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Diversity and fellowship

27 March 2020

For Dr Kate Bialy diversity is the key to a rewarding, life-long career.

“I don’t think there’s any other fellowship like rural medicine that can provide for such diversity, with all the potential speciality avenues that you can go down. There are so many different shapes and sizes, and you can change over the years as your interests or lifestyle changes.”

Dr Bialy chose to combine her GP training at Sarina Family Practice while also taking on the role of Medical Educator at Mackay Base Hospital.

“I was interested in medical education because as a doctor we are always educating medical students. Learning how to be a learner is also really helpful for my journey, as being a doctor requires on-going education, you never stop learning.”

Having a regular break from clinical work is also something that suits Dr Bialy. “Sometimes the clinical work is quite draining, so it’s been helpful to have a break. It can be really hard when you’re telling patients what they need to hear and not what they want to hear.”

Dr Bialy describes her choice to practice medicine in the scenic and coastal Mackay region as a decision also based on the desire to make a meaningful contribution.

“My husband and I wanted to go where we could be the most help, and we noticed there was very high transience and turnover of people in the medical sphere here. When it comes to continuity of care in medicine, it does create a huge gap.”

Dr Bialy highly recommends other doctors to consider practising rural medicine if they are interested in making real changes to community health outcomes.

“Certainly if you are keen to make a difference in a big way to a small community it’s very easy to do that in rural medicine. It’s easier to identify problems, especially with some of the data we can extract these days, and to actively make a change toward that. You’ve got a lot more control because you are the health facility in that community, rather than being one of many.”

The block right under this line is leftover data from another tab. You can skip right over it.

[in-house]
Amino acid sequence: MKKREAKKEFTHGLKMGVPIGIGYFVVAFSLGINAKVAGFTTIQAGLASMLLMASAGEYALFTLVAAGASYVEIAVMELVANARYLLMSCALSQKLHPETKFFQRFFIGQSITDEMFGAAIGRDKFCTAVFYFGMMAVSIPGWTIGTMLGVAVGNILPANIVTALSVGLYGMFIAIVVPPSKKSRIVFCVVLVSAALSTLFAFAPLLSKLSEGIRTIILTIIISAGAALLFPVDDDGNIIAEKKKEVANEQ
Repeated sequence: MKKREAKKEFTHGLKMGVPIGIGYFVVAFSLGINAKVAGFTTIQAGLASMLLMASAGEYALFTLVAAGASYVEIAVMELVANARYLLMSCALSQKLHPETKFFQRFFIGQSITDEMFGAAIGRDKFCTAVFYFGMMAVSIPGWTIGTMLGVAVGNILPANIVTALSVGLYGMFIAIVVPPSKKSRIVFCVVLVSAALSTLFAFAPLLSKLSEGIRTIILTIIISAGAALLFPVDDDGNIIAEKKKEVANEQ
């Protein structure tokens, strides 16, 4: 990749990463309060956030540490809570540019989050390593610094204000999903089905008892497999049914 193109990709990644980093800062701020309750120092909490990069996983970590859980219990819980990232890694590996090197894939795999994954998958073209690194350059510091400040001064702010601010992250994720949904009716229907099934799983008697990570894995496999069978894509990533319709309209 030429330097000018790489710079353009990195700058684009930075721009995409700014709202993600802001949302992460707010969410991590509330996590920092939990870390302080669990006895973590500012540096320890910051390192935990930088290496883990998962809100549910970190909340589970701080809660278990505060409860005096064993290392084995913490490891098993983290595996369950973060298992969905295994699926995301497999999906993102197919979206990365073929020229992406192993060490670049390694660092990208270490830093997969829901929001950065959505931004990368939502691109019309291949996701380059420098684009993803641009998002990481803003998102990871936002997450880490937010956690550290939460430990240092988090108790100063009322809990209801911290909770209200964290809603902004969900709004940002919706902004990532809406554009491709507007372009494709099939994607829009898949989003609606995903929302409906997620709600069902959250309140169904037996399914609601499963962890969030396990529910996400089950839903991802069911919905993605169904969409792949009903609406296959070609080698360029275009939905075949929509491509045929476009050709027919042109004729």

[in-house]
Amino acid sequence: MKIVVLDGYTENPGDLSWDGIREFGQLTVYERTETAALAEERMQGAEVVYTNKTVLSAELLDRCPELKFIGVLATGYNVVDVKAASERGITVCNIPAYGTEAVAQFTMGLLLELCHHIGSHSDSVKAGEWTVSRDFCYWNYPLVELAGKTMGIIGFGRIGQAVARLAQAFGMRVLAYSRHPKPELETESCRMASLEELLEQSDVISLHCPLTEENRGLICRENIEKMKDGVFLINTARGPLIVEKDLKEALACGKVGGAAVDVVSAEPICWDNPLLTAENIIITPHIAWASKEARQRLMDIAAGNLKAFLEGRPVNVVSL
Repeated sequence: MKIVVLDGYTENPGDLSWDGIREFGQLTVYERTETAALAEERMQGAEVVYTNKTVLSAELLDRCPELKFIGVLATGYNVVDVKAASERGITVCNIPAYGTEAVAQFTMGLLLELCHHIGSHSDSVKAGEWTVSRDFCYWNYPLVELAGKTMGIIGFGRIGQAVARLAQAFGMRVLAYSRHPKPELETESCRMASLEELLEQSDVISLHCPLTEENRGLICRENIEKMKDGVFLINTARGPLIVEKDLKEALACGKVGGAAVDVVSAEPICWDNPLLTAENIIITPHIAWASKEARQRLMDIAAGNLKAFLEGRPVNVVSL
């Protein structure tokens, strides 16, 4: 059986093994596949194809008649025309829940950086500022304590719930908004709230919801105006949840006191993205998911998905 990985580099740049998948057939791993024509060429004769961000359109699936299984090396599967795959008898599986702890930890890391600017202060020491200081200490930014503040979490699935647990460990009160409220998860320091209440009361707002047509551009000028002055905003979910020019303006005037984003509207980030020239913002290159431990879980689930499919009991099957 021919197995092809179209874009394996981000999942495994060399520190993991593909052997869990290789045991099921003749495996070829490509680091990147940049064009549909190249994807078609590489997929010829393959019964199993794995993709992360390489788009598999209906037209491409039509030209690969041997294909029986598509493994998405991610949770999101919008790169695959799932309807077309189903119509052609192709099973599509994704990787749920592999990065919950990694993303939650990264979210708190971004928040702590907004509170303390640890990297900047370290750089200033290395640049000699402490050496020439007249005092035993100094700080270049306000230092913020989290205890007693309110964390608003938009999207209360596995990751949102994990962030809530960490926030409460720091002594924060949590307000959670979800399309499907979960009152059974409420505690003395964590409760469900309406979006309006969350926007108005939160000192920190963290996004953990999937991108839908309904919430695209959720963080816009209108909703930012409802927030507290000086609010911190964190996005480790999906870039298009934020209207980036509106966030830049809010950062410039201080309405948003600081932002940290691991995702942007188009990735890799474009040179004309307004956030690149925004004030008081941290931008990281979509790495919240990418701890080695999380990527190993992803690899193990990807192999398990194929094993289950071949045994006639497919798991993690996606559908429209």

Despite an initial lack of confidence in undertaking rural GP training, Dr Bialy says she felt supported by the JCU training program and the fellowship of other registrars.

“I did have a rocky transition into being a GP registrar as I had 12 months off before doing this role, but the JCU team were great in providing me with the confidence and the skills to help me keep going. The training program also provides the opportunity to meet other registrars and to work alongside them.”

On her time off, Dr Bialy enjoys exploring the Mackay coastal region, walking out to the nearby islands at low tide, and is an avid cyclist. 

“If you can enjoy your work as well as get what you need from life, then that’s great, and certainly rural GP has that to offer”.

Dr Bialy was recently awarded her GP Fellowship and works in Mackay. She is currently studying the Essential Skills in Medical Education (ESME) certificate.

JCU Stories
JCU Stories

James Cook University’s GP training program supports registrars to live, learn and work alongside inspirational educators, supervisors and mentors in diverse regional, rural and remote locations across Queensland.

Why train with JCU
Why train with JCU

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